The statistics on interfaith worship is not a complete surprise, given the number of interfaith marriages in the United States.

    I do not consider “having a religious or mystical experience or spiritual awakening” to be pagan. Consider, e.g., St. Paul.

    As for reincarnation and the spiritual energy of trees, it is statistics like those that make me want to bang my head of the table.

  • Yes I’m not sure this is new either. There has been a long history of this sort of thing, even among otherwise orthodox Christians. I am reminded that for a long time Melenchthon would not get out of bed until after Chemnitz had read him the horoscope he had prepared.
    Sometimes we don’t get the contradiction until someone else points it out to us. That is the human nature, fallen.

  • Yes I’m not sure this is new either. There has been a long history of this sort of thing, even among otherwise orthodox Christians. I am reminded that for a long time Melenchthon would not get out of bed until after Chemnitz had read him the horoscope he had prepared.
    Sometimes we don’t get the contradiction until someone else points it out to us. That is the human nature, fallen.

  • I also find the statistics capable of multiple interpretation. I am more concerned with what #1 says about the LCMS school in Hong Kong. This is absolute craziness.
    I am also concerned about non-sectarian prayer to a non-sectarian God that is so part of
    American civil religion. This non-sectarian god is the god of the freemasons that our Lutheran fathers wisely rejected.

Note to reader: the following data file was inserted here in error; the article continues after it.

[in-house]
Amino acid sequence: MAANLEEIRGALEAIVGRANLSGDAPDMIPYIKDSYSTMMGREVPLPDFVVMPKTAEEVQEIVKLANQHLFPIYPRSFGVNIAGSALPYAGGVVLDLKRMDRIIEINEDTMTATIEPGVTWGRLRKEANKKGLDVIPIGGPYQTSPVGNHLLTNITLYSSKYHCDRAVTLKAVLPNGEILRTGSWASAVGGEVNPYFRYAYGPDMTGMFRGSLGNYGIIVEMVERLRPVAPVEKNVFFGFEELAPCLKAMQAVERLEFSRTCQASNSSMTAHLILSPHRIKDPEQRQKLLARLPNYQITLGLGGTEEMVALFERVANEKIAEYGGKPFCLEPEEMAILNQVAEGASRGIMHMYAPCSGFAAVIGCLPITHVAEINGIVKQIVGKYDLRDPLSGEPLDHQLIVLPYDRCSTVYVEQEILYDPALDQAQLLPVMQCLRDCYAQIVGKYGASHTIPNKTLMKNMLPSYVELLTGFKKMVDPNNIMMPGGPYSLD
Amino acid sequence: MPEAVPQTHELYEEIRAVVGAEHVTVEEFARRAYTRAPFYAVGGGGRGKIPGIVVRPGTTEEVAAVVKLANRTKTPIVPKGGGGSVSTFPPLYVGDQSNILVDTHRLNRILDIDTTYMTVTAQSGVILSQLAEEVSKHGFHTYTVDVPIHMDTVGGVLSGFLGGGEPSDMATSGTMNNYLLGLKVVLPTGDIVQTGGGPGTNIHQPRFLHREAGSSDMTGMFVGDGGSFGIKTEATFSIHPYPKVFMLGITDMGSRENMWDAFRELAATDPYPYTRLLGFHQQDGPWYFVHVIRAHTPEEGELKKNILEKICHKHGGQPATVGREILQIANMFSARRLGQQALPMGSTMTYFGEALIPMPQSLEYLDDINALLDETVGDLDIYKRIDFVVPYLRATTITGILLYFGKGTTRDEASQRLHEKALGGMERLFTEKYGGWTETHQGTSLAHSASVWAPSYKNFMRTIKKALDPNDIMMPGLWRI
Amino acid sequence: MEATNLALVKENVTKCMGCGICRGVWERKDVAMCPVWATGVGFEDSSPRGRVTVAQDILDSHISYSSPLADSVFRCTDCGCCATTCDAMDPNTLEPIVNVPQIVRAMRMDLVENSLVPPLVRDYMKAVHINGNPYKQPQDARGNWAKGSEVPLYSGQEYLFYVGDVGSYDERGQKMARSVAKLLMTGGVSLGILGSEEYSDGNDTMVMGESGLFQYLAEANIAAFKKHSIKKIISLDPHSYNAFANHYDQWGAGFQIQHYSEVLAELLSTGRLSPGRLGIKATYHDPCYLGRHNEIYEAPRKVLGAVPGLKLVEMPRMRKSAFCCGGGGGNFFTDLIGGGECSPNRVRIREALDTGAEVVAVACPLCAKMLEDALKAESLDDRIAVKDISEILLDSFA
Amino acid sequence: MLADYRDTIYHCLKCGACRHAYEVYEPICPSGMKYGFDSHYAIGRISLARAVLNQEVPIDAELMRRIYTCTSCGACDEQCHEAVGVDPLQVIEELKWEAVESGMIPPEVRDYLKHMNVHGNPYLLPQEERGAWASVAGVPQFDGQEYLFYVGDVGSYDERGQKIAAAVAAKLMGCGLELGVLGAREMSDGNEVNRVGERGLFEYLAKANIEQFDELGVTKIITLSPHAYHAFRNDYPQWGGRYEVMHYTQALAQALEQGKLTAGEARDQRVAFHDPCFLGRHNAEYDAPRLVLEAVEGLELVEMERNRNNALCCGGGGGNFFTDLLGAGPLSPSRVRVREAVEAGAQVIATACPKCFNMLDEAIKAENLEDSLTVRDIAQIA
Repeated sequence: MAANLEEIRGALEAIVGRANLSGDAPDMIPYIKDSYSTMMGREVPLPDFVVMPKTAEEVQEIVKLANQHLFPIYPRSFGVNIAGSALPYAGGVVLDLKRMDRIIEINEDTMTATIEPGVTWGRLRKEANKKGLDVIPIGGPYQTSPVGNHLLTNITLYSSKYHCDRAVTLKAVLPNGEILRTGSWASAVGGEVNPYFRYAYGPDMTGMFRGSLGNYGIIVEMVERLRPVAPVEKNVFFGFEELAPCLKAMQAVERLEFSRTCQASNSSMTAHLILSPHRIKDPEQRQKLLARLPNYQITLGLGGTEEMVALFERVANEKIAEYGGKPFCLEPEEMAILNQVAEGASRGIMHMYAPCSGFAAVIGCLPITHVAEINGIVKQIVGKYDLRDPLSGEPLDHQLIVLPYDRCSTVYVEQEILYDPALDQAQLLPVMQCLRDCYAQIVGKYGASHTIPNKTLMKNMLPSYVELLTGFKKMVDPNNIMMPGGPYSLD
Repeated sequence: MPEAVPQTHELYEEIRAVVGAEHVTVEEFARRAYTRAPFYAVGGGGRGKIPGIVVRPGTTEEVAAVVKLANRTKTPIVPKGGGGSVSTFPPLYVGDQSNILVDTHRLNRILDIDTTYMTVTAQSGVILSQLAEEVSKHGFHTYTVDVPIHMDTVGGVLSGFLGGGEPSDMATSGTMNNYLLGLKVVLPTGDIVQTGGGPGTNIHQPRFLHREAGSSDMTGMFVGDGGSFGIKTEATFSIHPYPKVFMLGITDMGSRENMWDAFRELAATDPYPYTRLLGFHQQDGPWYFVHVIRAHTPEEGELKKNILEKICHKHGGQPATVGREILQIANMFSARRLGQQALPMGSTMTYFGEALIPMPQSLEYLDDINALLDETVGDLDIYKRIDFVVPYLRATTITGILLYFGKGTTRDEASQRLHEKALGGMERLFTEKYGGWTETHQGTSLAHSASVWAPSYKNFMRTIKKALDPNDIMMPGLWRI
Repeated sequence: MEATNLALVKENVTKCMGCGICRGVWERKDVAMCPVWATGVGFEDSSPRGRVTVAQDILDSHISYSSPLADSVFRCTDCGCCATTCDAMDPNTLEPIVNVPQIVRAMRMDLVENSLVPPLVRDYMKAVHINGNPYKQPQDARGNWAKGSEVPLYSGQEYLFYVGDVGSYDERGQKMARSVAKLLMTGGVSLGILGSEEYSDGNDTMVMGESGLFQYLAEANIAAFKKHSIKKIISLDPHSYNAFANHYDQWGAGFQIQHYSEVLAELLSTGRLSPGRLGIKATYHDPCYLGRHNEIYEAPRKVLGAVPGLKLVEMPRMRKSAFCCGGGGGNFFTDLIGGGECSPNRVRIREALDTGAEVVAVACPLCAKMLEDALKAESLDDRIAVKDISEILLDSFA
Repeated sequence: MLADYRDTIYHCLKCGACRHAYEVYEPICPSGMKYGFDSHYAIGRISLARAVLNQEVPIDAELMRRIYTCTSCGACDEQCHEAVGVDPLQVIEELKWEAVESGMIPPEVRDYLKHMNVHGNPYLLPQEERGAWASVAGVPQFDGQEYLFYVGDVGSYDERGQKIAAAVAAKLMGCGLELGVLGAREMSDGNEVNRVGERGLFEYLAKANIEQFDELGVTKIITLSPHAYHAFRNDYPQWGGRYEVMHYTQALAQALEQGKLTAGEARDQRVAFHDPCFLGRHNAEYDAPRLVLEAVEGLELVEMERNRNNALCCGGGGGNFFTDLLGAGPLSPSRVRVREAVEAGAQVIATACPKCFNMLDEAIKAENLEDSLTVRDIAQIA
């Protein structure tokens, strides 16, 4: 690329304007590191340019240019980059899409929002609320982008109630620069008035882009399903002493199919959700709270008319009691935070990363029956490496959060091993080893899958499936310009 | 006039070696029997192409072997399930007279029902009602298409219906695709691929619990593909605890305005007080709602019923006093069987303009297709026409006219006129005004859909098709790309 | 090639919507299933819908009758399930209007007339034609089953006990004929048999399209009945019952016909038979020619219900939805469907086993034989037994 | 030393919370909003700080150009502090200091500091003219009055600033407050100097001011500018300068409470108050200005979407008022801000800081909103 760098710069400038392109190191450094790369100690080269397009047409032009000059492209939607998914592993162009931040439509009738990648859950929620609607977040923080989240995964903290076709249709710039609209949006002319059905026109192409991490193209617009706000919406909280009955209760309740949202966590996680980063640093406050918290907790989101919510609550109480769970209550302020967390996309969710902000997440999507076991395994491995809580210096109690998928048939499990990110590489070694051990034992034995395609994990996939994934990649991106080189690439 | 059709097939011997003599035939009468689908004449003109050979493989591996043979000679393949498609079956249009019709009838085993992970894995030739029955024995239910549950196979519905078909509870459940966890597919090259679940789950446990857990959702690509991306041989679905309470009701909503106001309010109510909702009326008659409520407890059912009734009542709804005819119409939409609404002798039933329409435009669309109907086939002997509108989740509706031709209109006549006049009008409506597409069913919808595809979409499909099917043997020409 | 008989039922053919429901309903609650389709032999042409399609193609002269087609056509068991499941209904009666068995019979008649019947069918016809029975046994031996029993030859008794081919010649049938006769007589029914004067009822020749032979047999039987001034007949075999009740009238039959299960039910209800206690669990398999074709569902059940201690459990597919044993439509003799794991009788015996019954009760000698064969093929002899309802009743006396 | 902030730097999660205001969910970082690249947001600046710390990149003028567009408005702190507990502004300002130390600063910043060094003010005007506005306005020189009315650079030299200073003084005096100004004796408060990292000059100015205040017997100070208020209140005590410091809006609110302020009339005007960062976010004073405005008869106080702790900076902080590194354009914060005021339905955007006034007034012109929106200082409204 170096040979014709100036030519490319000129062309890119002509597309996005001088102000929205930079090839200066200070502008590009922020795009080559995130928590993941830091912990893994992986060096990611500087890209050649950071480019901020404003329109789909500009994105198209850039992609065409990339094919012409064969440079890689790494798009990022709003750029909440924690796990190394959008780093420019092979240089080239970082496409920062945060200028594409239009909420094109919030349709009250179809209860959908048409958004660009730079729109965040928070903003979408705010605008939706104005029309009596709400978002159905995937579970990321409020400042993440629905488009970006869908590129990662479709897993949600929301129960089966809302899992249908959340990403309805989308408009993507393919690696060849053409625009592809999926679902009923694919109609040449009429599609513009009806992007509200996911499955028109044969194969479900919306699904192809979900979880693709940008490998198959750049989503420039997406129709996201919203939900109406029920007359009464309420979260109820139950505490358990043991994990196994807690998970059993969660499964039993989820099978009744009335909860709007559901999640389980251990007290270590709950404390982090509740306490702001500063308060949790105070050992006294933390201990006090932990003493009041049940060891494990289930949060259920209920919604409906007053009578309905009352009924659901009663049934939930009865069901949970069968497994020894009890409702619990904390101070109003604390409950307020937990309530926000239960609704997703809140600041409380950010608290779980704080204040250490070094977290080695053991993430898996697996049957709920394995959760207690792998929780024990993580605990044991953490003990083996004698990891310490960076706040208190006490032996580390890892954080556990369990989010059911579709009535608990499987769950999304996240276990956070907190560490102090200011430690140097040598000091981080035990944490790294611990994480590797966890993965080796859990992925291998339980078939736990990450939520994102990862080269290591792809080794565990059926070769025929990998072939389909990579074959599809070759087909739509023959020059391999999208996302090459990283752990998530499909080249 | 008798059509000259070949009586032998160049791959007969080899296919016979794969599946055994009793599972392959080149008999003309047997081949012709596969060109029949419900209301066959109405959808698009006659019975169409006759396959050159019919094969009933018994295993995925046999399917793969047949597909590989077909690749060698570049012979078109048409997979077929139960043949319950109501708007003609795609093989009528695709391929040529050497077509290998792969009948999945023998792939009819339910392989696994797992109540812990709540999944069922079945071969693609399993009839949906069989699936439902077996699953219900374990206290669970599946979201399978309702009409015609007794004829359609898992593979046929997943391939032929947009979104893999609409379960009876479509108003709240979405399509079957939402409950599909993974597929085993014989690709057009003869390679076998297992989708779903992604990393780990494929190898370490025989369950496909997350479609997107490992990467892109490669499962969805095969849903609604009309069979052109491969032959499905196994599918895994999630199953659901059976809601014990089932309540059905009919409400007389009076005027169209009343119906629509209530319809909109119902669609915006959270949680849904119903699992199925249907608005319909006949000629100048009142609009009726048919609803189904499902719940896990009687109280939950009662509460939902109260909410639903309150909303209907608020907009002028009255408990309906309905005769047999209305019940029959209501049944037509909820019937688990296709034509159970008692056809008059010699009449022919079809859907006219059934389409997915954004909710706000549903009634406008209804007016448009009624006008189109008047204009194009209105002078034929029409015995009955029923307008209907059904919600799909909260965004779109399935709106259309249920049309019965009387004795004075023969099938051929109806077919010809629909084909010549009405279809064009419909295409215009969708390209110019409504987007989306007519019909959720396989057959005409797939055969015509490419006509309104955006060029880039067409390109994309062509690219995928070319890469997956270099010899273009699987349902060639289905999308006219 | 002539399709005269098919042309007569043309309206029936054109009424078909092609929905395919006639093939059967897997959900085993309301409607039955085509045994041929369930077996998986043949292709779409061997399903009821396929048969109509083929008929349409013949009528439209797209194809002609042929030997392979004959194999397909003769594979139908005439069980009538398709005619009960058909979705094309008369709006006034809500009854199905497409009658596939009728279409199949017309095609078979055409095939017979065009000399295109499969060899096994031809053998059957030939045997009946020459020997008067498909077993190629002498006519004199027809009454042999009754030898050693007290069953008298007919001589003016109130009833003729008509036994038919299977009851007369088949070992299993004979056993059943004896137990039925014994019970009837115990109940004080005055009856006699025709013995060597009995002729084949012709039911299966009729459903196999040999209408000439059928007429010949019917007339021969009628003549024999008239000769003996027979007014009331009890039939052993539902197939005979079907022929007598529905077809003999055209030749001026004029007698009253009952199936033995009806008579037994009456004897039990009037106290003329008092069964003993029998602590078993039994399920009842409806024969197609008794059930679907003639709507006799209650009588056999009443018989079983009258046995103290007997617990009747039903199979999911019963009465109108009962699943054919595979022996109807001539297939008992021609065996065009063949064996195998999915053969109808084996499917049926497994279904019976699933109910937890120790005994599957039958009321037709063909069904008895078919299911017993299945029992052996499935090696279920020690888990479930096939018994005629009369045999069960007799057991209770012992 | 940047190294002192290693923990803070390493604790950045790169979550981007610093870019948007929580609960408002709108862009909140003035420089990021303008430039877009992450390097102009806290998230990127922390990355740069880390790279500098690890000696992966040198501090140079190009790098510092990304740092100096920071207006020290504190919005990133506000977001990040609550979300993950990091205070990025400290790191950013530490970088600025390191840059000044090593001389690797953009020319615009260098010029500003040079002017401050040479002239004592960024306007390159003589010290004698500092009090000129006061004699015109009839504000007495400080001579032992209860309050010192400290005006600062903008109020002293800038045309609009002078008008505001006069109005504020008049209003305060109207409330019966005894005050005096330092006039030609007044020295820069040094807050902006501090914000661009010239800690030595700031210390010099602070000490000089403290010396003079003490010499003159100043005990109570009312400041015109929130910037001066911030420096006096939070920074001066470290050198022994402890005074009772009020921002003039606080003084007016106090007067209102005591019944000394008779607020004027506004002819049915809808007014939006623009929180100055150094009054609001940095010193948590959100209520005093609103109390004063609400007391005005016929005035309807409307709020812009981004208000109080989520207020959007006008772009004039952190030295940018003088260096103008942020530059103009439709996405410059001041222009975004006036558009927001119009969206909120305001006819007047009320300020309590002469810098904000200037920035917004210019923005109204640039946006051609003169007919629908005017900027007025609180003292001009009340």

• I also find the statistics capable of multiple interpretation. I am more concerned with what #1 says about the LCMS school in Hong Kong. This is absolute craziness.
    I am also concerned about non-sectarian prayer to a non-sectarian God that is so part of
    American civil religion. This non-sectarian god is the god of the freemasons that our Lutheran fathers wisely rejected.

  • fws

    #10 what gregory says.

    we need to keep all talk of faith and small g gods and sin out of our comments , when we as christians, talk about outward righteousness and morality.

    this talk , for the very sake of the Holy Gospel. should be reserved for talk of what is necessary to enter the heavenly kingdom.

  • fws

    #10 what gregory says.

    we need to keep all talk of faith and small g gods and sin out of our comments , when we as christians, talk about outward righteousness and morality.